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One of the most common questions I hear from veterinarians who are looking into or have just begun offering telemedicine is: What cases are appropriate for a virtual visit? Indeed, proper case selection is imperative if we are to achieve success in veterinary telemedicine.
But taking a step back, we DVMs soon realize we already know which cases are good fits and which are not. Every phone consult we’ve ever performed during our skipped lunches and end-of-day call backs falls under the guise of telemedicine. We are, in fact, admirably able to decide from a chief complaint, signalment, and history whether we can provide proper care through client communication alone or a hands-on physical exam with diagnostics.
The real question my colleagues have, then, is rather:
“Is there a list of cases that our CSRs and veterinary technicians can use to schedule telemedicine visits appropriately?”
Yes, but first, let me highlight two things I’ve just done:
The Paradigm Shift
Your CSRs, who are already drowning in curbside phone calls on top of their other duties, have NO FORMAL MEDICAL TRAINING. Yet we are tasking them to triage calls in order to fill our telemedicine schedules. Wouldn’t it make more sense to use your trained-to-the-gills RVTs (and superbly experienced veterinary assistants) to determine if questionable cases can be directed to a virtual visit? For a deeper dive into this idea, check out Dr. Jessica Vogelsang’s delightful interview with Liz Hughston, RVT, here.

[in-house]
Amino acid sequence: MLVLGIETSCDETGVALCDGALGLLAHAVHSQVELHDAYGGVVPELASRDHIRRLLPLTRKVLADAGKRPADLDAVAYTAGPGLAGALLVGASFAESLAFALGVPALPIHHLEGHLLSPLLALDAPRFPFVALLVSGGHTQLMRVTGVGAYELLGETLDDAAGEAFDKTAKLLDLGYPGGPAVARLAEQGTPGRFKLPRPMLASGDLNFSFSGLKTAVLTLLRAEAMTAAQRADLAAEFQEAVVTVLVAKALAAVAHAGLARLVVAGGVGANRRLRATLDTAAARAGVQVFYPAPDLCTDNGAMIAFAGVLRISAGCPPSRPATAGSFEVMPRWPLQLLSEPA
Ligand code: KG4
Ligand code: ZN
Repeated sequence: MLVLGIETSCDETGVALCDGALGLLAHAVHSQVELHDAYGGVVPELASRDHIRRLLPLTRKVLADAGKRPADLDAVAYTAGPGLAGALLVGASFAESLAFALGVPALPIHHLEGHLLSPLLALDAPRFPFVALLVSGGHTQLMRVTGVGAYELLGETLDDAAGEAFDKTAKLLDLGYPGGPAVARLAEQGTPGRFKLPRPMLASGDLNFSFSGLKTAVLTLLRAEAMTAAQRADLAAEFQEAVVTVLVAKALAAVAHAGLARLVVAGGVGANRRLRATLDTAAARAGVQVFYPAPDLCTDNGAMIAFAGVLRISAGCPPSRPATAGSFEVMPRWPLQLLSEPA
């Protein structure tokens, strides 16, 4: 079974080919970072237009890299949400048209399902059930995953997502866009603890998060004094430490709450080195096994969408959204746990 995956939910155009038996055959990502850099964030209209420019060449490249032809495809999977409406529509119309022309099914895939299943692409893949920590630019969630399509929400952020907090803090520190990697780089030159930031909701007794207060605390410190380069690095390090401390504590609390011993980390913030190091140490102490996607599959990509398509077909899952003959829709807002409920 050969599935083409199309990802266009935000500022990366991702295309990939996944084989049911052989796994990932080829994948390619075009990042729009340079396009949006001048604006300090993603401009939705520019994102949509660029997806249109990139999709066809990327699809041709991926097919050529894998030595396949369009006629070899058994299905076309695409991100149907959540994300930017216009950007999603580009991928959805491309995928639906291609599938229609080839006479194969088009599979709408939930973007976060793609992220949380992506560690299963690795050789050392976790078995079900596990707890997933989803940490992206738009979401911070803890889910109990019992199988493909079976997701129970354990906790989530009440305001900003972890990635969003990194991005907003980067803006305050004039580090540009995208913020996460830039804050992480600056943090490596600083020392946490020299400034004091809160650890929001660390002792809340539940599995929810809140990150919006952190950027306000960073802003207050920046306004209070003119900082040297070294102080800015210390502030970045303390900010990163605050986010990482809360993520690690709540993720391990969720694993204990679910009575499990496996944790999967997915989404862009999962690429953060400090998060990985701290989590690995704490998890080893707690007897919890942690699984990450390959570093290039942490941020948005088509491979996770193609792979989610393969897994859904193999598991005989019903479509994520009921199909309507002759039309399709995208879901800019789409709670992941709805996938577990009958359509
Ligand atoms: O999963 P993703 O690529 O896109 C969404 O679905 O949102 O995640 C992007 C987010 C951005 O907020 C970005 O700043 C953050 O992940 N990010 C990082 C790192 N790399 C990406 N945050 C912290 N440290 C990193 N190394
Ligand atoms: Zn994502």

The 4-Step Telemedicine Decision Tree
a. The CSR conveys telemedicine is being offered to increase client convenience and decrease patient stress.
b. The CSR also informs the owner that the DVM may desire an in-clinic exam based on the telemedicine visit if deemed necessary.
4. When a client presents a questionable case, the CSR transfers the call to the vet tech “telemedicine liaison” for further evaluation and scheduling.
In this scenario, realize the initial clinic guidelines for automatic telemedicine cases will adjust as exceptions arise and as staff members gain confidence. In the beginning, keep your list of default telemedicine visits small and rely heavily on your RVTs to fine-tune your case selection.
According to the GuardianVets FAQs, telemedicine MAY be appropriate for the following situations, provided that a valid VCPR is in place and that professional services can be safely provided to your patient. (Note: I’ve listed these in order—from most straightforward to least—to aid the drafting of initial clinic guidelines.)
* Conditions for which telemedicine can be superior to the in-person exam.
Telemedicine is NOT appropriate for the following situations:
It will take years of compiled case studies to establish a list of specific diagnoses for which telemedicine proves useful, but here’s a start, nose to tail:
Feel free to grow the list as you gain experience. The guiding principle for case selection is simple: if you can see it, you can probably telemedicine it. If you have to smell it, feel it, auscult it, image it (or cytology, skin scrape, Schirmer, fluorescein, tonometry, or lab work it), you can’t. In addition, most dental disorders cannot be properly assessed through cell phone video due to patient movement and needing five hands to get the job done.
Nonetheless, as long as we rely on well-honed clinical judgment to provide the best care possible, our clients, our patients, and our staff will all benefit from the tool of telemedicine.